“Why, Mister Artist,” he replied, “I think that would be all right.”

     I made a quick but accurate drawing of him (fig. 3). “Bring your delegation here anytime after ten in the morning and you’ll see yourself up there,” I said.


                                                                                  (Figure 3)            

     The next day he and his friends came and whispered and chuckled to see his image standing out so prominently in the big painting (fig. 4). That ended the one and only protest I had to consider while the mural was in process.Figure 4 Tom Benton mural

     In the afternoon Governor Guy called me in for a highball. “They say you are an artist, Tom,” he laughed, “but you’re a better politician.” A somewhat dubious compliment, but I received it with much satisfaction because it meant I was free again.[3]

In this anecdote, written with all the vividness of his picturesque prose, Benton identifies the man as “Mr. Sharkey” and Governor Park further notes that the fellow is “the most important black vote ‘getouter’ in the town” of St. Louis. The problem is that an examination of contemporary newspapers and histories yields no “Mr. Sharkey” involved in St. Louis politics, white or black. It certainly was not Charles E. Sharkey, attorney for a trolley company in Alton, Illinois, who died in 1934.[4]


Here is what I think happened. Benton wrote up his “Unpublished Memoir” some thirty years after the event. He recalled the incident’s details accurately as confirmed by Townsend Godsey, Associated Press photographer at the time.[5] But he forgot the name of his model. Now Benton was a Kansas City man, familiar enough with Jackson County politics for sure. St. Louis was another bailiwick. My guess is that he simply forgot the identity of the fellow Governor Park foisted off on him and he tags him as “Mr. Sharkey.” Who knows, maybe the combative personality of Jack Sharkey, heavy weight boxing champ in 1932, influenced his choice of an alias? Actually Benton admits his ignorance in a footnote to his essay: “A fictitious name. I’ve forgotten his real one though it could be ascertained by looking up St. Louis political records and checking these with his portraits.”[6]     So, if the black man leaning against the tree is not “Mr. Sharkey,” who is he? Who fits the profile of the “best black ‘voter getouter’” in 1936 in St. Louis? My nominee is Jordan W. Chambers. Here is a condensed version of his obituary, which makes the case:


St. Louis Post Dispatch, August 11, 1962

     Jordan W. Chambers, widely known and influential St. Louis Negro Democratic leader, died early today of a heart ailment at Firmin Desloge Hospital after a brief illness.

     Mr. Chambers, 65 years old, was committeeman of the Nineteenth ward and was the oldest member in point of service on the Democratic City Committee, having served continuously since 1938.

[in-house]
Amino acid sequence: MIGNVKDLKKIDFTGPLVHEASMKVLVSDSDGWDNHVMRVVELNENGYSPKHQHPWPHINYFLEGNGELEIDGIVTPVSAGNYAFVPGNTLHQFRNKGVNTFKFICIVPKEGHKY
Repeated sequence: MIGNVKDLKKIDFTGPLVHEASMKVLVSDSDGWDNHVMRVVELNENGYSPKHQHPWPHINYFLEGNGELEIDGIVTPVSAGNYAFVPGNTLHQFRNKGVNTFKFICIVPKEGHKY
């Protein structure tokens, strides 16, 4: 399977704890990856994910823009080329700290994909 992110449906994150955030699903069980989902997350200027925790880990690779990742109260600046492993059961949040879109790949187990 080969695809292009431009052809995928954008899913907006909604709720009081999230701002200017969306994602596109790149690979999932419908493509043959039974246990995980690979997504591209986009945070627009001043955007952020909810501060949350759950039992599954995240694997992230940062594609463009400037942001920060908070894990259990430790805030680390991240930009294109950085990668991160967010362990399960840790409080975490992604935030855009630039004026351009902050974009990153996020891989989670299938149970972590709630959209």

Known in political circles as the “Negro mayor of St. Louis,” Mr. Chambers was regarded as the most influential leader in the Negro community. His support was avidly sought by candidates at all levels of government, ranging from United States Senator to Governor to magistrate.

Switched Parties

     A former Republican, Mr. Chambers managed the 1929 campaign of the late Republican Mayor Victor J. Miller in the city’s Negro wards. He was an unsuccessful candidate for the G.O.P. nomination for constable in 1931 in a close race. He switched to the Democratic Party, as did many other Negro leaders, in 1932 when Franklin Roosevelt was first elected President.

     In his 43 years of political activity, Mr. Chambers fought vigorously for the advancement of civil rights. He frequently clashed with fellow Democratic leaders when they were dilatory in carrying out campaign pledges or party platform promises for progress in his field.

     Mr. Chambers was a hard-working and efficient organization man. He developed a strong political organization in the Nineteenth ward, building from the grass roots and was able to produce top-heavy majorities for candidates he favored. His ward at one time had 14,000 voters….

     Because of his ability to deliver votes from his own and other St. Louis Negro wards, Mr. Chambers was prominent in state as well as local politics. He served as a Missouri delegate to Democratic national conventions many times.

     Mr. Chambers sometimes backed losing candidates. But party leaders said he never went back on his word after he had promised a candidate his support.

Wore Large White Hat

     Mr. Chambers was a familiar figure at city, state and national political meetings. He always wore a large white Stetson hat and a black string tie, and puffed a large pipe filled with highly scented tobacco.

     Mr. Chambers who was born in Tennessee, came to St. Louis with his parents when a youth. For years he operated the Riviera night club at 4400 Delmar Boulevard, a gathering place for politicians, and the Peoples undertaking establishment, 3100 Franklin Avenue.


A telling detail is Chambers’ signature “Stetson hat.” In the preliminary sketch of the mural, the figure leaning against the tree is clearly a white man. The final version shows the portly black man, sporting a white Stetson hat. A photograph from 1941 shows Chambers holding his white Stetson. The photo also confirms the similarity in facial appearance, though not caught from the same angle (fig. 5).


(Figure 5)